Glory (1989)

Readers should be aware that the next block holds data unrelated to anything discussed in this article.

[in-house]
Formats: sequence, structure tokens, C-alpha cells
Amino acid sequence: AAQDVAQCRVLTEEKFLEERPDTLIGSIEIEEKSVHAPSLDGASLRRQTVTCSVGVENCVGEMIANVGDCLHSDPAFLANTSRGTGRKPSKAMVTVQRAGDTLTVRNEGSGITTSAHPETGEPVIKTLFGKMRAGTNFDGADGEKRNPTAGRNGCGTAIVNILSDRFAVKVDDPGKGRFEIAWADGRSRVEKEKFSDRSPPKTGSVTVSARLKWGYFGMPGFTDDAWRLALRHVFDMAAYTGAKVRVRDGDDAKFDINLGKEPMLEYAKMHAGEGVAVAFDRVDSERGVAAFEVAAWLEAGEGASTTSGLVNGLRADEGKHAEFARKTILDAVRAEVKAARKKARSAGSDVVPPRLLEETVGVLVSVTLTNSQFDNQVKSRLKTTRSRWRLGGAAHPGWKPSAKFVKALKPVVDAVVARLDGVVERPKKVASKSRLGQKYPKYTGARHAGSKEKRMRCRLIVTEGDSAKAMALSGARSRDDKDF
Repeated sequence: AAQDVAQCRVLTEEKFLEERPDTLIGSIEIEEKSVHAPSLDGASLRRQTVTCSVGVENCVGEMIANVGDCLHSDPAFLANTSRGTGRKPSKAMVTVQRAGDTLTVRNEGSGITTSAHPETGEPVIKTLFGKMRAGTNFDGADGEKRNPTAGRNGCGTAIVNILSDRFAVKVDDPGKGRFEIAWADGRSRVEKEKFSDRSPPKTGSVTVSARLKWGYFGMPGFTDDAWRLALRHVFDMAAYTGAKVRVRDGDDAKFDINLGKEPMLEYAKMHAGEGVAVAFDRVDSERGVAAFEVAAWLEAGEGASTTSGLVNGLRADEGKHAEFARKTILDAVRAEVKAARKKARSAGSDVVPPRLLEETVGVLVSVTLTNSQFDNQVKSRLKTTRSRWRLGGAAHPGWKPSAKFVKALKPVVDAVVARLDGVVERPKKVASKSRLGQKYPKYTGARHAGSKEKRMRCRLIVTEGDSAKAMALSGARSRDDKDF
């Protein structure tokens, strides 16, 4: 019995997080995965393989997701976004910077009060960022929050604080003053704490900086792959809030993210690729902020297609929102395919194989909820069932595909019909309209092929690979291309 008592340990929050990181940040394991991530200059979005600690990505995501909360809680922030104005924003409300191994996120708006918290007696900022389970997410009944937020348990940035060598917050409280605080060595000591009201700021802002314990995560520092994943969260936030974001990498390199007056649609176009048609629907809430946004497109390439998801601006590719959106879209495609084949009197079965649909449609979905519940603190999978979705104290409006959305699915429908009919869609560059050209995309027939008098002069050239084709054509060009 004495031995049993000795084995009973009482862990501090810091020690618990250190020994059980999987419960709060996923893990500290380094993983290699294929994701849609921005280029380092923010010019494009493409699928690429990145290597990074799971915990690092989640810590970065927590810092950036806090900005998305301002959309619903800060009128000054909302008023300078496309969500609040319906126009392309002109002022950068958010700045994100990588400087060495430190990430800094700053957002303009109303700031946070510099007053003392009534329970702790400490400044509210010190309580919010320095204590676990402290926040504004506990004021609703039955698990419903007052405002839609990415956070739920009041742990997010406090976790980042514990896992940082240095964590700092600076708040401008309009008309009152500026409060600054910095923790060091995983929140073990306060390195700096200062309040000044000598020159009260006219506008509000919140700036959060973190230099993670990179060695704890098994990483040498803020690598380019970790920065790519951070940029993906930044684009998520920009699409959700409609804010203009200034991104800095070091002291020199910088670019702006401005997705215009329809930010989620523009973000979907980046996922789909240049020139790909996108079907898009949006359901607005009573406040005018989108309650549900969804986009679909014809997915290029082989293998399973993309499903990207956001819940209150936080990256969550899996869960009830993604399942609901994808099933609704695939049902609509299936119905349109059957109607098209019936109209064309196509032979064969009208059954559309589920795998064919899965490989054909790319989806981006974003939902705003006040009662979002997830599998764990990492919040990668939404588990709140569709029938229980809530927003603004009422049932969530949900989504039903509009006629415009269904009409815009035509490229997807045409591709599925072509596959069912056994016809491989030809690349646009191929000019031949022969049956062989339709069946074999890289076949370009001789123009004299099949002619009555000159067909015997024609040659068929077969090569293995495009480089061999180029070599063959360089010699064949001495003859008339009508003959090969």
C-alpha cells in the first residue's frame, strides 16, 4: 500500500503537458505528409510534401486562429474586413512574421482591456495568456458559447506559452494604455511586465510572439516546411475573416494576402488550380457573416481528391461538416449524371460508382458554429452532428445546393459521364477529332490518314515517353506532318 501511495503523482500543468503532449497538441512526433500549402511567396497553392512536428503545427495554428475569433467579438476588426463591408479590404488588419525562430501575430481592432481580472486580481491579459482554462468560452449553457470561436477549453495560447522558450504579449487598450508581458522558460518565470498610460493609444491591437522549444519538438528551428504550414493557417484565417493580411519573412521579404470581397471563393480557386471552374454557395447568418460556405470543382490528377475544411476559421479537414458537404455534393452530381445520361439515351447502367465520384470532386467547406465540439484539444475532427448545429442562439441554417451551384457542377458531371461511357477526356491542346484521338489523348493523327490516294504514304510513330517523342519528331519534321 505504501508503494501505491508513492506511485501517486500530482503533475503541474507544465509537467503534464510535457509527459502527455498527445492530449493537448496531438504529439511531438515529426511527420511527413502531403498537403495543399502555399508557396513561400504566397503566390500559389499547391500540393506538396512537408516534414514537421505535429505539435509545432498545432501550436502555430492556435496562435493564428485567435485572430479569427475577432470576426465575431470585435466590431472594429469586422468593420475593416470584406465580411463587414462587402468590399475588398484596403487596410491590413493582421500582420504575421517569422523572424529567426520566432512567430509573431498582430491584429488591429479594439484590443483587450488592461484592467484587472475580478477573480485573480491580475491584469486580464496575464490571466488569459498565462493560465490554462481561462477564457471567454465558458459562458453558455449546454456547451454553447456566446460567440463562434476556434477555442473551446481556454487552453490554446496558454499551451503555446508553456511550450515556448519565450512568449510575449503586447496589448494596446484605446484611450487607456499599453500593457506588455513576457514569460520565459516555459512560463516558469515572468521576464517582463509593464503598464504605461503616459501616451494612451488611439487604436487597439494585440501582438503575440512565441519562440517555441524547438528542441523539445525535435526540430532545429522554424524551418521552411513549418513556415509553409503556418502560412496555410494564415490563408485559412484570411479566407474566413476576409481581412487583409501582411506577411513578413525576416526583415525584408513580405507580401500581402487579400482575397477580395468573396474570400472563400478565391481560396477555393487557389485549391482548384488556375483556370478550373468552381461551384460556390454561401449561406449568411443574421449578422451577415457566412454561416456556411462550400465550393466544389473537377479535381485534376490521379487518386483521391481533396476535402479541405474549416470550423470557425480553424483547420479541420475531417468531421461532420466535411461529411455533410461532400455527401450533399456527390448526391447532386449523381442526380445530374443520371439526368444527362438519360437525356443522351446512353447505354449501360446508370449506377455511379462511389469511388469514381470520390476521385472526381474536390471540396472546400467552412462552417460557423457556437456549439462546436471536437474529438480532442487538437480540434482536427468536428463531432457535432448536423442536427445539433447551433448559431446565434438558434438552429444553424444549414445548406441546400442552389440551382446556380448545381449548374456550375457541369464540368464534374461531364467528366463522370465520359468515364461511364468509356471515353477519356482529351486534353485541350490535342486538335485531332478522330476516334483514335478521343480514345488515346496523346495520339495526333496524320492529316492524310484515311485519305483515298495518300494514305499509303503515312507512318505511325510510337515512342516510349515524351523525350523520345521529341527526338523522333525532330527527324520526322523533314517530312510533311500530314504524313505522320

(On Cable TV, May 2017) Blending a war movie with judicious social progressivism seems almost de rigueur these days, but I gather that it wasn’t as obvious in 1989, when Glory came out with a relatively groundbreaking depiction of an African-American battalion during the Civil War. As you’d expect from this kind of hybridization, Glory spends its time either indulging in the usual plot mechanics of a military training story, in-between describing the plight of its heroes on social issues. Nearly thirty years later, it’s not quite so innovative, but it’s made well enough to remain mildly interesting. (I suspect that, like all movies specifically dedicated to American social history, it’s going to be more relevant to American viewers.) Matthew Broderick stars as the military commander of the group, but the film’s most interesting performance goes to Denzel Washington, as a surly but ultimately honourable black soldier; Morgan Freeman and Andre Braugher are also featured prominently. The familiarity of the film can lull viewers in a comfortable daze, but the finale of the film does much to elevate it—spent in sand rather than the usual open field battlegrounds of Civil War movies, it’s also unusually bleak in how it adheres to historical fact. Glory may not be fun or fresh especially today, but it’s solid and respectable.

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